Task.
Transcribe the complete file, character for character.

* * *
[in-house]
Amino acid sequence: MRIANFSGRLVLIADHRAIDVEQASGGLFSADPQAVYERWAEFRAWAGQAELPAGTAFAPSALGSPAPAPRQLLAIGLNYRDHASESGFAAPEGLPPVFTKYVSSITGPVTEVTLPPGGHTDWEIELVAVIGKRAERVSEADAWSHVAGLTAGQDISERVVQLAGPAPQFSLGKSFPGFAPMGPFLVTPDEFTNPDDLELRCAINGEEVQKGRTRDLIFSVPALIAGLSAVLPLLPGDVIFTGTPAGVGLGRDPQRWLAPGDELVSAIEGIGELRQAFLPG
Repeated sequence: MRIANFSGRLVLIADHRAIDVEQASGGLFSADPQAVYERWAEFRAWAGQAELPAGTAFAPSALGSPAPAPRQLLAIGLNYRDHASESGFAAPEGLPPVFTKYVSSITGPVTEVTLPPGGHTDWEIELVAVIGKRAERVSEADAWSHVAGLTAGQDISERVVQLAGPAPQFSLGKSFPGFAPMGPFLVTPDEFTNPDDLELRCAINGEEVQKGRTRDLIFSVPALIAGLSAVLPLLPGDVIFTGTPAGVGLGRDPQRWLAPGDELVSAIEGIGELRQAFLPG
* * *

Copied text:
[in-house]
Amino acid sequence: MRIANFSGRLVLIADHRAIDVEQASGGLFSADPQAVYERWAEFRAWAGQAELPAGTAFAPSALGSPAPAPRQLLAIGLNYRDHASESGFAAPEGLPPVFTKYVSSITGPVTEVTLPPGGHTDWEIELVAVIGKRAERVSEADAWSHVAGLTAGQDISERVVQLAGPAPQFSLGKSFPGFAPMGPFLVTPDEFTNPDDLELRCAINGEEVQKGRTRDLIFSVPALIAGLSAVLPLLPGDVIFTGTPAGVGLGRDPQRWLAPGDELVSAIEGIGELRQAFLPG
Repeated sequence: MRIANFSGRLVLIADHRAIDVEQASGGLFSADPQAVYERWAEFRAWAGQAELPAGTAFAPSALGSPAPAPRQLLAIGLNYRDHASESGFAAPEGLPPVFTKYVSSITGPVTEVTLPPGGHTDWEIELVAVIGKRAERVSEADAWSHVAGLTAGQDISERVVQLAGPAPQFSLGKSFPGFAPMGPFLVTPDEFTNPDDLELRCAINGEEVQKGRTRDLIFSVPALIAGLSAVLPLLPGDVIFTGTPAGVGLGRDPQRWLAPGDELVSAIEGIGELRQAFLPG